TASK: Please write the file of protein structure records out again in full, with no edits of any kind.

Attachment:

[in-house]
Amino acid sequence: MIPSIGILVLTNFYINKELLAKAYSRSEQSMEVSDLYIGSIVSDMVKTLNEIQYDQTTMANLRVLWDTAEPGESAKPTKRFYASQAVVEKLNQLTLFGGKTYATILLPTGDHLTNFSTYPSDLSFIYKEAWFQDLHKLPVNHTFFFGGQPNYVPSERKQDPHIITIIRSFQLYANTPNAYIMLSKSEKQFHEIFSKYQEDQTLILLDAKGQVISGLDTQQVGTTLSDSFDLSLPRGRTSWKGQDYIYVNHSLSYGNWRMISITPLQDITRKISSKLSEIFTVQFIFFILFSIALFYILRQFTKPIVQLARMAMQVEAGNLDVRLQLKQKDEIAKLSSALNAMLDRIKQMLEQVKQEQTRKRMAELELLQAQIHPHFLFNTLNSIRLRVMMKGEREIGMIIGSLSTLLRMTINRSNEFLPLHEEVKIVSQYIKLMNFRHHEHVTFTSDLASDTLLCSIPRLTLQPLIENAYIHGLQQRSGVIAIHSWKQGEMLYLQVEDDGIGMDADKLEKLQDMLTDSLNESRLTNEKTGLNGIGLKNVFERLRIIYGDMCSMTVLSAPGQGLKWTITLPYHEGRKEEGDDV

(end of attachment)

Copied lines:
[in-house]
Amino acid sequence: MIPSIGILVLTNFYINKELLAKAYSRSEQSMEVSDLYIGSIVSDMVKTLNEIQYDQTTMANLRVLWDTAEPGESAKPTKRFYASQAVVEKLNQLTLFGGKTYATILLPTGDHLTNFSTYPSDLSFIYKEAWFQDLHKLPVNHTFFFGGQPNYVPSERKQDPHIITIIRSFQLYANTPNAYIMLSKSEKQFHEIFSKYQEDQTLILLDAKGQVISGLDTQQVGTTLSDSFDLSLPRGRTSWKGQDYIYVNHSLSYGNWRMISITPLQDITRKISSKLSEIFTVQFIFFILFSIALFYILRQFTKPIVQLARMAMQVEAGNLDVRLQLKQKDEIAKLSSALNAMLDRIKQMLEQVKQEQTRKRMAELELLQAQIHPHFLFNTLNSIRLRVMMKGEREIGMIIGSLSTLLRMTINRSNEFLPLHEEVKIVSQYIKLMNFRHHEHVTFTSDLASDTLLCSIPRLTLQPLIENAYIHGLQQRSGVIAIHSWKQGEMLYLQVEDDGIGMDADKLEKLQDMLTDSLNESRLTNEKTGLNGIGLKNVFERLRIIYGDMCSMTVLSAPGQGLKWTITLPYHEGRKEEGDDV